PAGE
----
Te Taumata -te Timata: the Pinnacle - the First Step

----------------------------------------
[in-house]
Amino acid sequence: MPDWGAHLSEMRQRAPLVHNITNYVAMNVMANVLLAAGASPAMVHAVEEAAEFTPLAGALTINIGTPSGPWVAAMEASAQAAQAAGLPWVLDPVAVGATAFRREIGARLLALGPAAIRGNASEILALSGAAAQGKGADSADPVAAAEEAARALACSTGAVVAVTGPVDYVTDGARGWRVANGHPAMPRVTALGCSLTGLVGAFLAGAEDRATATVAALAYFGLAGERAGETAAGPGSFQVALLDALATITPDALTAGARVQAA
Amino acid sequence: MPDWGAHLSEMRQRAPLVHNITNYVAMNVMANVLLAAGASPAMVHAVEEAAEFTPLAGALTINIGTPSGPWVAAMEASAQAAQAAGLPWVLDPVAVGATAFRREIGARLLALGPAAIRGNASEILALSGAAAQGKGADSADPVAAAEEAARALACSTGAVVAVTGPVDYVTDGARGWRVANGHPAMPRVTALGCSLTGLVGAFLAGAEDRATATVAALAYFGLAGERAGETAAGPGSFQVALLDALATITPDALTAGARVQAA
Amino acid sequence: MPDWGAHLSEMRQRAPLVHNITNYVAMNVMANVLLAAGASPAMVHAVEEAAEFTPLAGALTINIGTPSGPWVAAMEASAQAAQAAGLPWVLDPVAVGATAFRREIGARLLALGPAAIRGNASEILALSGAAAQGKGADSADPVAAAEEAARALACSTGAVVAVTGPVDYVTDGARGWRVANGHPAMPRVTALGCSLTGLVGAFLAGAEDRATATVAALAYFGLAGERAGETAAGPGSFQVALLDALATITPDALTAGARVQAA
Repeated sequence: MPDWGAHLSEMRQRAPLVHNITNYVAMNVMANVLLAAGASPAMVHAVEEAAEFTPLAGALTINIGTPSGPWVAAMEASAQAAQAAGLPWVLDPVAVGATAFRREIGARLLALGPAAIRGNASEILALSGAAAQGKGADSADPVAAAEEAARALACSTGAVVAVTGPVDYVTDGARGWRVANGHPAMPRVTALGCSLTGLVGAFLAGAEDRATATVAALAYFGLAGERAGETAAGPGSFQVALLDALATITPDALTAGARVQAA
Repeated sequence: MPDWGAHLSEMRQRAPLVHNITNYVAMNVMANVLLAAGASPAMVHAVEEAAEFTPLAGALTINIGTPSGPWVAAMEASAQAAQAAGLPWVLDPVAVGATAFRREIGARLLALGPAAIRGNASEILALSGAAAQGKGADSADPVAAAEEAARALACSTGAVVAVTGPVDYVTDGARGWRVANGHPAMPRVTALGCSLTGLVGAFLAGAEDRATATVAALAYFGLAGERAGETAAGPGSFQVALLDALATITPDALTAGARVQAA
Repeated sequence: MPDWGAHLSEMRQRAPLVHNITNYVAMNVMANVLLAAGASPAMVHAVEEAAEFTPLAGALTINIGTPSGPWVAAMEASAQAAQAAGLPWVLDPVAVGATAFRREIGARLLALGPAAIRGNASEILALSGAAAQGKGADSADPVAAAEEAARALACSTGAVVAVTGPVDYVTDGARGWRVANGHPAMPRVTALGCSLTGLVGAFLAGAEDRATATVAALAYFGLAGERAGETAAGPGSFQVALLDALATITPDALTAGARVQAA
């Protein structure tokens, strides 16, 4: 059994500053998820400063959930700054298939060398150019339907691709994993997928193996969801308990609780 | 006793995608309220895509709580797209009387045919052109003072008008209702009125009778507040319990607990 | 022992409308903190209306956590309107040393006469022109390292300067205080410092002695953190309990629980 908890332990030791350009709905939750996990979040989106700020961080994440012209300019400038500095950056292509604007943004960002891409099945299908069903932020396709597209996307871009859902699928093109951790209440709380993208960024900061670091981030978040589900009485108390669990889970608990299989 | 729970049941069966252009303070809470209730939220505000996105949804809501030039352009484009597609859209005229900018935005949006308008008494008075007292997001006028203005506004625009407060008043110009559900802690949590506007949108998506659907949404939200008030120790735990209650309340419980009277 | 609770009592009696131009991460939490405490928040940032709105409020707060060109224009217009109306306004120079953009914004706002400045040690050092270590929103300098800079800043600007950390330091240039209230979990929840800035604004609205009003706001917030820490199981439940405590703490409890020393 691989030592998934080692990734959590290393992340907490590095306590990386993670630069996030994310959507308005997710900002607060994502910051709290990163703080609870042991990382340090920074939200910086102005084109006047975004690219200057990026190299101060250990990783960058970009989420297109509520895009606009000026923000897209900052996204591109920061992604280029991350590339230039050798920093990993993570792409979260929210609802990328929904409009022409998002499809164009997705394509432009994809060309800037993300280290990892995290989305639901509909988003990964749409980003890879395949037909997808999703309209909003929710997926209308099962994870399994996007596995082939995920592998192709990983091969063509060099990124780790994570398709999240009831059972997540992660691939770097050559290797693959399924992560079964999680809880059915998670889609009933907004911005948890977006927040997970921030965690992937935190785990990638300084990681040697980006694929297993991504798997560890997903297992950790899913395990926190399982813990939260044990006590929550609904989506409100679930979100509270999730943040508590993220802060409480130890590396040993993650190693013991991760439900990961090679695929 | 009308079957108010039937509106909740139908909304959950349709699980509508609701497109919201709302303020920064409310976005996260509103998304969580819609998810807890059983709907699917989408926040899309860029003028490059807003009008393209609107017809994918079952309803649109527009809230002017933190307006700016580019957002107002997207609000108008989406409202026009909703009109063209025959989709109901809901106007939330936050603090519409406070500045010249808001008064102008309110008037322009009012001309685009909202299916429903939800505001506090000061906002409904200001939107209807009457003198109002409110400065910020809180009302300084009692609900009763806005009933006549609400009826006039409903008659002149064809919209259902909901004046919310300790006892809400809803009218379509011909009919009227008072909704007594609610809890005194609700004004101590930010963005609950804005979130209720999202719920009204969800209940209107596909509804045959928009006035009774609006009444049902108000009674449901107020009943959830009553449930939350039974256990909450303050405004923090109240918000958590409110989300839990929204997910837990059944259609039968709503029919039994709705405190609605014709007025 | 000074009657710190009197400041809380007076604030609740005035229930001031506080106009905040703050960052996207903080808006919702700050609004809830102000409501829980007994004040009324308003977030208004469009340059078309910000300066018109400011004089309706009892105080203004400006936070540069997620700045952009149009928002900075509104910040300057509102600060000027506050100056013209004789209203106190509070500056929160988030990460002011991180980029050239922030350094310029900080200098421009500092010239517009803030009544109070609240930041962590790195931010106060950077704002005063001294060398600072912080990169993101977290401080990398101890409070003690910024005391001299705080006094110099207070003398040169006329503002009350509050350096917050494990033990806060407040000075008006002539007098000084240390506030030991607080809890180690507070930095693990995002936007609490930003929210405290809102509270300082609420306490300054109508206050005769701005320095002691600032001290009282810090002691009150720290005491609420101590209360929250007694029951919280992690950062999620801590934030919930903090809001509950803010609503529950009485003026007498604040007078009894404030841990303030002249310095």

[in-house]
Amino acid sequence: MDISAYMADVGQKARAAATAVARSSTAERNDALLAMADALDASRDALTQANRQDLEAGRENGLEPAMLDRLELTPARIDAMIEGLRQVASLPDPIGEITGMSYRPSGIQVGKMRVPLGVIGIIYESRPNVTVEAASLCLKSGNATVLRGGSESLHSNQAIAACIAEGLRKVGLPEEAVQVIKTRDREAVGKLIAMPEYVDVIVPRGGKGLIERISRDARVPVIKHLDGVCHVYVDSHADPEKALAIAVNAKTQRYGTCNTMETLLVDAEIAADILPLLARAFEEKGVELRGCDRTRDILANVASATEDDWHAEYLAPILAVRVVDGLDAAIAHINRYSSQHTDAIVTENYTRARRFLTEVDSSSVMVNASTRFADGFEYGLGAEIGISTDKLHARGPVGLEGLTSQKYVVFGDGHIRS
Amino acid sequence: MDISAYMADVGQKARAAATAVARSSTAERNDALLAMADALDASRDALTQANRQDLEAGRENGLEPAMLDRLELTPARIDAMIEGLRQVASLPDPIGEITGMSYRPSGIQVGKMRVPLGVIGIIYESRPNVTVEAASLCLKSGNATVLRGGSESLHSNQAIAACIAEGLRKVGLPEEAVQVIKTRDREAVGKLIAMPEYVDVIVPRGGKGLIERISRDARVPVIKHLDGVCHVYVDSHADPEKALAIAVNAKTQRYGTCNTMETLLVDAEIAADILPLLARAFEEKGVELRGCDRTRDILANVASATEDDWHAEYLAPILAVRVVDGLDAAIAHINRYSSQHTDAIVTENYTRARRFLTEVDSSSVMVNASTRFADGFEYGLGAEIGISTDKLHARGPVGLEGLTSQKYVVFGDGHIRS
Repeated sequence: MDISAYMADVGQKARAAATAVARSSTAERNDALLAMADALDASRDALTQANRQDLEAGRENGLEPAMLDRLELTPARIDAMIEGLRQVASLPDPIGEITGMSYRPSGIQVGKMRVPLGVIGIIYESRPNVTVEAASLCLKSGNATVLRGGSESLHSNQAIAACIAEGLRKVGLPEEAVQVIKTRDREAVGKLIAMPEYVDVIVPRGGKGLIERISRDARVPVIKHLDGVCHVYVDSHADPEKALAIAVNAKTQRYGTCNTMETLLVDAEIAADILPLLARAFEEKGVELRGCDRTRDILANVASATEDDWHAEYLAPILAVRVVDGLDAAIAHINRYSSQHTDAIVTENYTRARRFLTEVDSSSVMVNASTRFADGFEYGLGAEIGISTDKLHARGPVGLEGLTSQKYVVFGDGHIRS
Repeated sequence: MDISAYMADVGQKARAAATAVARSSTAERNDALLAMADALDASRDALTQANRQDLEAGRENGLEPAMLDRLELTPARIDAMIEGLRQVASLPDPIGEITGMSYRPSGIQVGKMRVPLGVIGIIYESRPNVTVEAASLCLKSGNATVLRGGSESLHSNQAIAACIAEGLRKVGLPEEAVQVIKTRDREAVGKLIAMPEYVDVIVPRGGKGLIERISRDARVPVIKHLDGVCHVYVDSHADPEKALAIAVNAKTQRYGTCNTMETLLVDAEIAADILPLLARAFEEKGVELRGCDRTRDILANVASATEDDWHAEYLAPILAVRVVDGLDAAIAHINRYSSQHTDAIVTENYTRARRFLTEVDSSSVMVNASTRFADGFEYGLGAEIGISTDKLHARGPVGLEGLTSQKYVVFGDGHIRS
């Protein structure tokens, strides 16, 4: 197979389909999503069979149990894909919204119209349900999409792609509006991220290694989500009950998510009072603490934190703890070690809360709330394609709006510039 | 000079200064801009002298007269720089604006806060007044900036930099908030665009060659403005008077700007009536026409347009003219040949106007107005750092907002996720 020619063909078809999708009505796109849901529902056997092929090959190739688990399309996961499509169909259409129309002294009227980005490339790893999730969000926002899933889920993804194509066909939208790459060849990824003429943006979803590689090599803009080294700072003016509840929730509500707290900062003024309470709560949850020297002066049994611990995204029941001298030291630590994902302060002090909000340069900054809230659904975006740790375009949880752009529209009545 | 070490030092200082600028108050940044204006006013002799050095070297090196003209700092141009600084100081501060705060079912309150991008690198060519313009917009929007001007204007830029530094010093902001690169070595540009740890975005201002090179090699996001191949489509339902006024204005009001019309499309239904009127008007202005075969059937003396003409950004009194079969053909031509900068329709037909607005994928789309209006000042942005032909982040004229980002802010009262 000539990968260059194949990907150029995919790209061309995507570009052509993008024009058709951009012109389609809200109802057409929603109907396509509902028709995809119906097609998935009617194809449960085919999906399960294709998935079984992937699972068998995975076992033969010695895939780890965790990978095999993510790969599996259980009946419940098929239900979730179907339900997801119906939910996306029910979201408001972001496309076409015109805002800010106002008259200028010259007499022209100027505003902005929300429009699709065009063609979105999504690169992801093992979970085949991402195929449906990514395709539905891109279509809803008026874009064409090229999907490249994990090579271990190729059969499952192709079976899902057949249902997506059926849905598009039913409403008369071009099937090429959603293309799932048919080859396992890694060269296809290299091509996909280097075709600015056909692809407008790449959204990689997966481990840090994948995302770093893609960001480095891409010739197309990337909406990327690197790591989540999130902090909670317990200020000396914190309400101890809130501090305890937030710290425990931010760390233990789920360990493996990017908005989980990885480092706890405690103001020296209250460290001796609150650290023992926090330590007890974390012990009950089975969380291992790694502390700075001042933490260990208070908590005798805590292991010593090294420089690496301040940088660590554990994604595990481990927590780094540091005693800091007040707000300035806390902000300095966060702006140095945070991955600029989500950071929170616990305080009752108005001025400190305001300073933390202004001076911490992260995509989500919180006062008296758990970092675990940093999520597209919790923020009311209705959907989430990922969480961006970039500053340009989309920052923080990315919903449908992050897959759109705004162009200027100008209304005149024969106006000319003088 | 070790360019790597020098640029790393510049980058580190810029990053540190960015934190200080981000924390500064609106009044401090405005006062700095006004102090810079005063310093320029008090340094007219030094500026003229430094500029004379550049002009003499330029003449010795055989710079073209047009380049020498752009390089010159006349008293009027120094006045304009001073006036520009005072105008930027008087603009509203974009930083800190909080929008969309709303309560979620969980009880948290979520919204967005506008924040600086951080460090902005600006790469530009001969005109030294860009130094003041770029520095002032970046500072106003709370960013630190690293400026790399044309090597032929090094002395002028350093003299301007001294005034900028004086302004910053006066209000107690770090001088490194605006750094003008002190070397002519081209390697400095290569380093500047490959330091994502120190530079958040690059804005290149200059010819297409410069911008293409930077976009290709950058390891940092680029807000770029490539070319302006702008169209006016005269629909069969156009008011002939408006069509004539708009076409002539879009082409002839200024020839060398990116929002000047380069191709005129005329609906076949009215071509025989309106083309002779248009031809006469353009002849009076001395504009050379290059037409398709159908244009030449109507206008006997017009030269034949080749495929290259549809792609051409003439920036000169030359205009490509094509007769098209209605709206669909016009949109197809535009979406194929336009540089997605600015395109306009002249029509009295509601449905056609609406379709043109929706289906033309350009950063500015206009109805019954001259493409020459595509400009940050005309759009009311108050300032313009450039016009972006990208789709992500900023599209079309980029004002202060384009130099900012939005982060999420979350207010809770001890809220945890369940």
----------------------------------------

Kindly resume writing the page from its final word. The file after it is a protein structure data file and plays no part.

Maori with Bachelors degrees in Information Technologies (IT) have specialist knowledge and skills far in advance of the general population of Aotearoa/New Zealand. Problematically, this point is lost in dominant higher education discourses that marginalise and position Maori negatively. The 'silence of the archives' with regard to Maori narratives of higher education is a compounding factor. While the largest proportions of Maori pursue tertiary education in the New Zealand Institutes of Technology and Polytechnics (ITP), very little is known about them. Kaupapa Maori theorising and research practices enabled a new approach in an 'insurrection of suppressed knowledges' to identify and inform issues that are problematic for Maori in particular. A traditional Maori metaphor of poutama is used as a heuristic to illuminate core values and foundations of a Maori worldview and philosophy, to generate a 'reversal discourse' that gives a Maori perspective of the problems. Computer Graphic technologies portray the spirals of learning implied by the multi-levelled, multi stepped poutama; two heuristically separated worlds of Te Ao Maori and Te Ao Pakeha and their integration into Te Ao Hou, The New World. Re-interpreting a traditional role of Pae Arahi (Guides) as a Kaupapa Maori research approach, respected members of tangata whenua, the indigenous people of the land the ITPs are built on, facilitated appropriate entry into fieldwork. Semi-structured face-to-face interviews conducted in 2006-2007 with 17 tauira Maori (students and graduates), 7 IT staff and 12 Maori staff from three ITPs are the basis of narratives that 'positively image' Maori who gained IT qualifications in the ITPs. A re-presentation of poutama as whakapapa or genealogy explains the significance of foundational Maori values of wairuatanga (spirituality), whenua (land), tangata (people) and whanau (family), in academic success. A Maori worldview offers new perspectives of what success is and challenges of being Maori in the tertiary academy that are not commonly understood or acknowledged by non-Maori. Five steps on a learning poutama follow the tauira Maori in their first introductions to IT and prior education; enlightenment to the value of higher education for whanau and openness to new understandings in the IT field; increasing confidence in their abilities to learn, to apply and share IT knowledges; mastering the requirements of degrees in the academy and the challenges of the virtually mono-cultural IT field and ITP environments; their achievement of a pinnacle of IT degrees and other qualifications, and their first steps into work. Te Taumata, Te Timata expresses potentials for 'Maori Ways' to be combined with 'IT Ways' and for more Maori voices to be heard in the higher education discourse. Centrally it celebrates 17 unique individuals who are role models, and inspirations for other Maori to follow to their own successes.